Equitable Access in Universal Health Coverage

Greg Olson

Communications Senior Associate

On December 12, 2014, a global coalition of organizations, institutions, and governments launched the first-ever Universal Health Coverage Day calling for broader attention and action towards health for all. Recognizing—and more importantly institutionalizing—health as a human right adds value to health systems, societies, and people.

MSH CEO Jono Quick says, "Accountability for Universal Health Coverage is imperative to ensure the most vulnerable benefit first." (Image: Global Coalition for Universal Health Coverage)

Deliberate organizing at the local, national, and international levels is imperative to achieve Sustainable Development Goal #3 (ensure healthy lives and promote well-being for all at all ages), and to frame universal health coverage (UHC) in a human rights paradigm. Although obstacles to UHC appear daunting, UHC Day is a perfect example of the first organizing step that local, national, and international partners have taken toward advocating for and achieving health for all.

Continued progress towards UHC requires a shared understanding of three key components: access, quality, and cost; however, in this blog, I aim to discuss only one aspect of “access,” access by vulnerable populations to health services.

Too often development funding structures lead to silos where vulnerable populations’ rights, including the right to health, are championed only by Disabled People’s Organizations (DPOs), disability rights experts, or persons with disabilities themselves. However, funding from the U.S. Agency for International Development’s Bureau for Democracy, Conflict and Humanitarian Assistance has helped the Leadership, Management, and Governance (LMG) Project begin to bridge the gap between disability programming and public health programming.

According to the World Health Organization’s World Report on Disability, around 15 percent of the world’s population lives with some level of disability. That statistic alone—equalling nearly 1 billion people—should be enough to ensure inclusion of disabled people in discussions of UHC.

The LMG Project implements activities with different partners that support vulnerable populations. Some examples include:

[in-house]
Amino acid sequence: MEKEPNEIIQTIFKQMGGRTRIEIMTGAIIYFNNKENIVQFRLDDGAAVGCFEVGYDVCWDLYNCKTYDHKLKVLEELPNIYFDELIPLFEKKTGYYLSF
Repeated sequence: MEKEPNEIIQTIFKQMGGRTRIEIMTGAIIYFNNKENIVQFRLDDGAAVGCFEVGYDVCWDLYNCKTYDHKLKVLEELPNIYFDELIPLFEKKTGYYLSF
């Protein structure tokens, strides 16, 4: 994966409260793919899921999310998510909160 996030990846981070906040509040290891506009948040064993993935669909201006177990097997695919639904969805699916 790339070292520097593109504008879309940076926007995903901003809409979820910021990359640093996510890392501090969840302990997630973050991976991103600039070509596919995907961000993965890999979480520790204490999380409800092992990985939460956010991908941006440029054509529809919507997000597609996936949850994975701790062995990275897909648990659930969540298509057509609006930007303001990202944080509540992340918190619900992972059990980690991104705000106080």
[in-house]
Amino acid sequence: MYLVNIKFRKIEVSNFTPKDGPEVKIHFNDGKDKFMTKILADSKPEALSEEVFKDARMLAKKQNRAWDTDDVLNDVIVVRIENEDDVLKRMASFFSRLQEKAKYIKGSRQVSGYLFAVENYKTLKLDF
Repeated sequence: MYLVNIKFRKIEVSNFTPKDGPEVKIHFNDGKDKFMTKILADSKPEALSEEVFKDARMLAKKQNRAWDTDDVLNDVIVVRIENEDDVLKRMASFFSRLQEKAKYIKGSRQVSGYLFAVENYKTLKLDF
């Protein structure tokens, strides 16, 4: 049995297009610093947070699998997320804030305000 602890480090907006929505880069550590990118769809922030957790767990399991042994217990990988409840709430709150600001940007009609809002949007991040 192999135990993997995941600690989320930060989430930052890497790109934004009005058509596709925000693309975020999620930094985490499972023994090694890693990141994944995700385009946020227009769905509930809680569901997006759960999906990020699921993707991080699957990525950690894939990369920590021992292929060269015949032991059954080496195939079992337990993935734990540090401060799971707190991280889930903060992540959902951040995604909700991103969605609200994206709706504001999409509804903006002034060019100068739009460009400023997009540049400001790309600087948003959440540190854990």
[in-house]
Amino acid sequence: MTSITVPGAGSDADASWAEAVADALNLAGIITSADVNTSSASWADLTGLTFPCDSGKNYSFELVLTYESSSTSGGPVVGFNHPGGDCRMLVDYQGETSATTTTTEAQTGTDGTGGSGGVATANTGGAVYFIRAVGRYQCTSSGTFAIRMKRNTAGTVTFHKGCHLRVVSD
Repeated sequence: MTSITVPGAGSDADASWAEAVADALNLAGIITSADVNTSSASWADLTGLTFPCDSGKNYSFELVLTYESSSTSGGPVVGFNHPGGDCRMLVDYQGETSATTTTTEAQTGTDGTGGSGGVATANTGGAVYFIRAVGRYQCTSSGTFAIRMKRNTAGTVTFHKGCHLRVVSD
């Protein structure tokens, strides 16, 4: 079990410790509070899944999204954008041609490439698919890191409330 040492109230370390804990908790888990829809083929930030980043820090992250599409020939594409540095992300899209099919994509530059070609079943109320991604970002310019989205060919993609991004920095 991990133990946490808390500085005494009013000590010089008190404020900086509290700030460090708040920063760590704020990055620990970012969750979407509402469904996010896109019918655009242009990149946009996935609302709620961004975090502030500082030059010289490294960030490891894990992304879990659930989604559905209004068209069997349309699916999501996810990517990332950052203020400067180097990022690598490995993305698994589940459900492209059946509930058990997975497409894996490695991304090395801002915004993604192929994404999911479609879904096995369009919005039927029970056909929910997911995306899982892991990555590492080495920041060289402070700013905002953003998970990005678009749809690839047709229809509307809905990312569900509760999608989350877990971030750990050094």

Furthermore, the LMG Project is connecting the disability and global health sectors to break down their silos and to shape a global conversation on inclusive services and equitable access to healthcare. A recent example of this was the #InclusiveHealth Twitter chat that the LMG Project hosted on December 3, the International Day of Persons with Disabilities. The LMG Project, led by Management Sciences for Health (MSH), convened disability rights partners and MSH’s broader public health audience to foster ideas about deliberate collaboration. Similarly, the conversation benefitted from a variety of perspectives including donors, DPOs, and individuals. A few of the recurring themes were including persons with disabilities in decision-making and program design, focusing on grassroots DPO empowerment with a path toward national-level coalitions, and educating the health workforce to understand that people with disabilities retain their human right to all essential health services.

Advocating for UHC is already a daunting task that requires delicately navigating political and social norms; however, progress can already be seen throughout many low- and middle-income countries. For example, Ghana has implemented policies to address all three areas: reducing geographic barriers to access with the Community-based Health Planning and Services program, improving the quality of services through district health systems strengthening, and costing through a National Health Insurance Scheme. For far too long, we have seen the impact of policies that do not explicitly include vulnerable populations in the debate. However, the time is right, on UHC Day 2015, to ensure that decision-making is deliberately inclusive, and that UHC conversations, policies, and actions ensure equitable access for all, including vulnerable populations.

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